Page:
Alameda Unified needs a pickup

Wait! What is it, parked outside Alameda’s Edison Elementary School.
AUSD truck 1
Let’s get closer.
AUSD truck 2
And closer.
AUSD truck three
Ahh, it’s an official Alameda Unified School District truck. A quick chat with the district employee driving it reveals that it’s of vintage 1978. It’s well older, one can be quite certain, than the oldest student in the district. And, not to give away my age–I’m told ladies of a certain age should not–but I was eight when that truck was new. One hopes I’m holding up better. Said the driver of the truck:

Our trucks are all old and they all waste too much gas and require a lot of maintenance. They’re not even cost efficient.

It requires an investment in schools and the people and supplies that support them to have it all coming out well in the end. You can starve public institutions but, eventually, as we’re seeing here in Alameda, stuff starts to hit the fan.

Word is that, in response to the student protests in Alameda this week, the state’s superintendent of instruction, Jack O’Connell, is coming to our island tomorrow to meet with Alameda and Encinal High student leaders. Encinal Senior Class President Mebrak Kahsai, who helped launch Tuesday’s protest, is one of the students who will meet with O’Connell Friday afternoon. She says the feeling of being heard by the powers that be is has been inspiring:

We’re actually–even though what the governor said was kind of negative—we’re actually happy that they heard us; we’re glad that he heard. People at school have been saying, “I never felt so powerful before.” …The governor responding made us feel good.


  • http://www.laurendo.com Lauren Do

    Awesome, that must be the “fat” that people are talking about that needs to be cut from the school district. Nothing says “excessive expenditures” like a 30 year old truck.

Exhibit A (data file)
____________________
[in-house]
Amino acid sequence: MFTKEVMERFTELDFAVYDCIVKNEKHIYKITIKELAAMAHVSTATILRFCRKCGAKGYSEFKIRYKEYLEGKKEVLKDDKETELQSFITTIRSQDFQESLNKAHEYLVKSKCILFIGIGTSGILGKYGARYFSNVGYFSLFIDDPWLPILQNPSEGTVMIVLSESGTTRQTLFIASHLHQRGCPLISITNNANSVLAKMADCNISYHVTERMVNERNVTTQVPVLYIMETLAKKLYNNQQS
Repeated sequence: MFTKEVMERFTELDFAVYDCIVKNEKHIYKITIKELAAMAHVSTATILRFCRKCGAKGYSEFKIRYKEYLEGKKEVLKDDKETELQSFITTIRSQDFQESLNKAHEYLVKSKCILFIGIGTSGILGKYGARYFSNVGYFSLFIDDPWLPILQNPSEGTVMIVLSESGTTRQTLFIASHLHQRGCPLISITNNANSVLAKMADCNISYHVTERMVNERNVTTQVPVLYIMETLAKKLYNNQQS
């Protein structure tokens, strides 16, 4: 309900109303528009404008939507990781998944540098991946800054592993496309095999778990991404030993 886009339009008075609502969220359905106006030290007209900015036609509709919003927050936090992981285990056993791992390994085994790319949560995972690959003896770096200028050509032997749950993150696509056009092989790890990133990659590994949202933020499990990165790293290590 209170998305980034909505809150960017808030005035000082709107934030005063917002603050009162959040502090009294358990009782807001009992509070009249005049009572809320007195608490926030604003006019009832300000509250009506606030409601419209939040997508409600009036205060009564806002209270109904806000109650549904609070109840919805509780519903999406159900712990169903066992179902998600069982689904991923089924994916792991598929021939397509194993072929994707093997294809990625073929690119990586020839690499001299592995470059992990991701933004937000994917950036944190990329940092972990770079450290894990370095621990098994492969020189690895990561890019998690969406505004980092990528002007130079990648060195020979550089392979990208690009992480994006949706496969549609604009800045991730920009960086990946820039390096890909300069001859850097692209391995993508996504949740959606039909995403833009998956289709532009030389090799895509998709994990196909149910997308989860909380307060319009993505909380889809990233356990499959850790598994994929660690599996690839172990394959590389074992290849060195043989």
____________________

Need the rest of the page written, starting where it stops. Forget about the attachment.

• Susan Davis

    Excellent photo.

    But wait! There’s an older truck/student in the district, one that we used for the shade project at Otis last spring and this fall. It’s a dump truck, not a pick-up truck (so it’s bigger and way badder). I drove this truck several times; so, too did our principal, Jeff Knoth. I think–I’m not kidding–it was built in the 1940s.

    This truck has a teeny tiny sweet spot–maybe a nanomillimeter long–in which the clutch actually engages. Miss that sweet spot and the truck stalls out entirely. Moreover, the brake is so stiff I got a charlie horse in my calf from stomping on it. Truly, I was limping! And the cab door doesn’t open from the inside…which can lead to panicky feelings on a hot day when you’re dripping in sweat just from driving the darn thing from one point to another.

    This is a really fun truck to drive across a blacktop on which many parents and small children are gathered, anxiously awaiting a chance to plant daisies.

    Let me try to get a photo of that truck for you, as more evidence, yes, of the “fat” in this district.

  • Amy Gorman

    It is all true! I have seen and used the above mentioned District Dump Truck! It is so old and dangerous…Susan forgot to mention that the windows don’t roll down, so you can’t look out and see the children you are about to run over. It took 3 adults to move the truck about 75 ft, from the street to the blacktop at Otis…and we were SO relieved when it was parked.
    Let’s hope we can get some large corporate sponsors to help with reasonable equipement before someone gets seriously hurt. This dump truck is a HUGE hazard.

  • http://www.drmetablog.com Vivan

    These are valuable antique trucks and should be auctioned off on Ebay or, better still, Sotheby’s.

  • Susan Davis

    Maybe we can dress them up like Hummers and sell them to Arnold.